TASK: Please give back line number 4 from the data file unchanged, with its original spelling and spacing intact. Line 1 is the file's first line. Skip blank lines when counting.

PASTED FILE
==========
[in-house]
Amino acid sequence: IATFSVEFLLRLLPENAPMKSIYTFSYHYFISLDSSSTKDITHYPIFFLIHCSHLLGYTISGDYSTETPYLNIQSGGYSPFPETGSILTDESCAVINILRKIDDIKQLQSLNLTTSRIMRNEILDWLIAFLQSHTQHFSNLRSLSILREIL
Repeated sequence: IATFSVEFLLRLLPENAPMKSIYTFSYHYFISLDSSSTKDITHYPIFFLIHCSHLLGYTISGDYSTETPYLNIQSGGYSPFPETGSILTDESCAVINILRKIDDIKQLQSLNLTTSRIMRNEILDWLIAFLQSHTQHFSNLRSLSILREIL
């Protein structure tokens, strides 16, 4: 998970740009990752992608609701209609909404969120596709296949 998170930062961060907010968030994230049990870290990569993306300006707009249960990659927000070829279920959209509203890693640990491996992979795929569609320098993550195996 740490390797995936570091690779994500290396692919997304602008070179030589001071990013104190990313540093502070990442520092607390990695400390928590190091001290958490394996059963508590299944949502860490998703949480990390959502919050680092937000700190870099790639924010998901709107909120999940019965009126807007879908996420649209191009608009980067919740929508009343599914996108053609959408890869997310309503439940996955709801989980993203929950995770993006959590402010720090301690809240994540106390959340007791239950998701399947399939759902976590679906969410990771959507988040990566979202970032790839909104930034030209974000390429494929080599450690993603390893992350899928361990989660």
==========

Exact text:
């Protein structure tokens, strides 16, 4: 998970740009990752992608609701209609909404969120596709296949 998170930062961060907010968030994230049990870290990569993306300006707009249960990659927000070829279920959209509203890693640990491996992979795929569609320098993550195996 740490390797995936570091690779994500290396692919997304602008070179030589001071990013104190990313540093502070990442520092607390990695400390928590190091001290958490394996059963508590299944949502860490998703949480990390959502919050680092937000700190870099790639924010998901709107909120999940019965009126807007879908996420649209191009608009980067919740929508009343599914996108053609959408890869997310309503439940996955709801989980993203929950995770993006959590402010720090301690809240994540106390959340007791239950998701399947399939759902976590679906969410990771959507988040990566979202970032790839909104930034030209974000390429494929080599450690993603390893992350899928361990989660």